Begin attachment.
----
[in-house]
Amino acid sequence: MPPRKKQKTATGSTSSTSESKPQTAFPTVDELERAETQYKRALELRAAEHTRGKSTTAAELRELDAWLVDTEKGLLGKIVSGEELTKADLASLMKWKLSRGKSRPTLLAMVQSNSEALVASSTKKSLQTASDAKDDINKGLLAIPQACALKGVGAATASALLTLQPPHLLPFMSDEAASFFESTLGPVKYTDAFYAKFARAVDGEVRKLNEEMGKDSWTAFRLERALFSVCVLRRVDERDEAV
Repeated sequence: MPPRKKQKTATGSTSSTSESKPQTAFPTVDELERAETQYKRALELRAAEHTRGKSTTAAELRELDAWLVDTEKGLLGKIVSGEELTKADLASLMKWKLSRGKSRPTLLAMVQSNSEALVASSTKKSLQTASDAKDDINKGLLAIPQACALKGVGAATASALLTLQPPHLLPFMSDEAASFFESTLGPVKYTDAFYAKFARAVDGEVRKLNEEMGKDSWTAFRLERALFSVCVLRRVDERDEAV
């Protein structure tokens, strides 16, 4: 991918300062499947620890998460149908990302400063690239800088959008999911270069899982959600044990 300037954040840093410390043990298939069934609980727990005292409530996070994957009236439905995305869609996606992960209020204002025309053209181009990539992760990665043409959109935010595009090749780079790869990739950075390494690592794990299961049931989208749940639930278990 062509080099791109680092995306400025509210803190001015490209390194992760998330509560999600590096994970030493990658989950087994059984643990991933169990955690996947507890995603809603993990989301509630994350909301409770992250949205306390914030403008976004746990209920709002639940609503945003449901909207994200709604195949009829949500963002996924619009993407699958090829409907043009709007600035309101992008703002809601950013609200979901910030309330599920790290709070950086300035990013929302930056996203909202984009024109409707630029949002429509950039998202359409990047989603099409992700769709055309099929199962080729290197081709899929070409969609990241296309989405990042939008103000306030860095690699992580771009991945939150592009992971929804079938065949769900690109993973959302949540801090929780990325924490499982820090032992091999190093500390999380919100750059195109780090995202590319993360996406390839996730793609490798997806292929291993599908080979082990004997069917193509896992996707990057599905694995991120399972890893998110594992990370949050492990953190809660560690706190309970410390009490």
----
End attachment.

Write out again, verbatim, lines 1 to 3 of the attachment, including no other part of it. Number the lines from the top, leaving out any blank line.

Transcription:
[in-house]
Amino acid sequence: MPPRKKQKTATGSTSSTSESKPQTAFPTVDELERAETQYKRALELRAAEHTRGKSTTAAELRELDAWLVDTEKGLLGKIVSGEELTKADLASLMKWKLSRGKSRPTLLAMVQSNSEALVASSTKKSLQTASDAKDDINKGLLAIPQACALKGVGAATASALLTLQPPHLLPFMSDEAASFFESTLGPVKYTDAFYAKFARAVDGEVRKLNEEMGKDSWTAFRLERALFSVCVLRRVDERDEAV
Repeated sequence: MPPRKKQKTATGSTSSTSESKPQTAFPTVDELERAETQYKRALELRAAEHTRGKSTTAAELRELDAWLVDTEKGLLGKIVSGEELTKADLASLMKWKLSRGKSRPTLLAMVQSNSEALVASSTKKSLQTASDAKDDINKGLLAIPQACALKGVGAATASALLTLQPPHLLPFMSDEAASFFESTLGPVKYTDAFYAKFARAVDGEVRKLNEEMGKDSWTAFRLERALFSVCVLRRVDERDEAV